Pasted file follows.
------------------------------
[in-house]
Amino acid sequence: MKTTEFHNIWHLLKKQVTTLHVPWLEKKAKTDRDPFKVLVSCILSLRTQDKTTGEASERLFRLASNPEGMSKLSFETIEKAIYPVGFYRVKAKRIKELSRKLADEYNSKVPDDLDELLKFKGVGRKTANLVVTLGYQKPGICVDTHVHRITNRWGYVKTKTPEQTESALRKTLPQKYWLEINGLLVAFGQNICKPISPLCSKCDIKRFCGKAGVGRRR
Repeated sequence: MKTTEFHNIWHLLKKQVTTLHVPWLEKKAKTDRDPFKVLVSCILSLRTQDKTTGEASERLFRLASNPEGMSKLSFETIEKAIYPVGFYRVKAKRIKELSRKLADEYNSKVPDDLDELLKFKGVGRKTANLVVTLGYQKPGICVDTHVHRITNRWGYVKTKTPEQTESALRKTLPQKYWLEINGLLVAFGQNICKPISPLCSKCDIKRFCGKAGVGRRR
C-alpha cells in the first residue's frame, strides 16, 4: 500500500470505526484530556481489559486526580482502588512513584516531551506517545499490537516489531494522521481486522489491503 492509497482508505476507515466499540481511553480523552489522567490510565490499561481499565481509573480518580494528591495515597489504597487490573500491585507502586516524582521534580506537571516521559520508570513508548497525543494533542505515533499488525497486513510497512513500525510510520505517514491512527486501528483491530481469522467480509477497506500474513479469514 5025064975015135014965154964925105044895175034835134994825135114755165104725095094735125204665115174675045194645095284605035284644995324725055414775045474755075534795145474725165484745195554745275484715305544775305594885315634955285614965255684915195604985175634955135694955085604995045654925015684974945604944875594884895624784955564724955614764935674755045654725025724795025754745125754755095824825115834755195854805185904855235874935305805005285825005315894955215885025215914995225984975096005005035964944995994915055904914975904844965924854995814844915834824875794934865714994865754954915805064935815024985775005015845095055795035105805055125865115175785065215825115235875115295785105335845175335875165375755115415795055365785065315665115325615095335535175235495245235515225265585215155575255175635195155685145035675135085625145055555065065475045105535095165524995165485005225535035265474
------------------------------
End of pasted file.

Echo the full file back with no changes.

[in-house]
Amino acid sequence: MKTTEFHNIWHLLKKQVTTLHVPWLEKKAKTDRDPFKVLVSCILSLRTQDKTTGEASERLFRLASNPEGMSKLSFETIEKAIYPVGFYRVKAKRIKELSRKLADEYNSKVPDDLDELLKFKGVGRKTANLVVTLGYQKPGICVDTHVHRITNRWGYVKTKTPEQTESALRKTLPQKYWLEINGLLVAFGQNICKPISPLCSKCDIKRFCGKAGVGRRR
Repeated sequence: MKTTEFHNIWHLLKKQVTTLHVPWLEKKAKTDRDPFKVLVSCILSLRTQDKTTGEASERLFRLASNPEGMSKLSFETIEKAIYPVGFYRVKAKRIKELSRKLADEYNSKVPDDLDELLKFKGVGRKTANLVVTLGYQKPGICVDTHVHRITNRWGYVKTKTPEQTESALRKTLPQKYWLEINGLLVAFGQNICKPISPLCSKCDIKRFCGKAGVGRRR
C-alpha cells in the first residue's frame, strides 16, 4: 500500500470505526484530556481489559486526580482502588512513584516531551506517545499490537516489531494522521481486522489491503 492509497482508505476507515466499540481511553480523552489522567490510565490499561481499565481509573480518580494528591495515597489504597487490573500491585507502586516524582521534580506537571516521559520508570513508548497525543494533542505515533499488525497486513510497512513500525510510520505517514491512527486501528483491530481469522467480509477497506500474513479469514 5025064975015135014965154964925105044895175034835134994825135114755165104725095094735125204665115174675045194645095284605035284644995324725055414775045474755075534795145474725165484745195554745275484715305544775305594885315634955285614965255684915195604985175634955135694955085604995045654925015684974945604944875594884895624784955564724955614764935674755045654725025724795025754745125754755095824825115834755195854805185904855235874935305805005285825005315894955215885025215914995225984975096005005035964944995994915055904914975904844965924854995814844915834824875794934865714994865754954915805064935815024985775005015845095055795035105805055125865115175785065215825115235875115295785105335845175335875165375755115415795055365785065315665115325615095335535175235495245235515225265585215155575255175635195155685145035675135085625145055555065065475045105535095165524995165485005225535035265474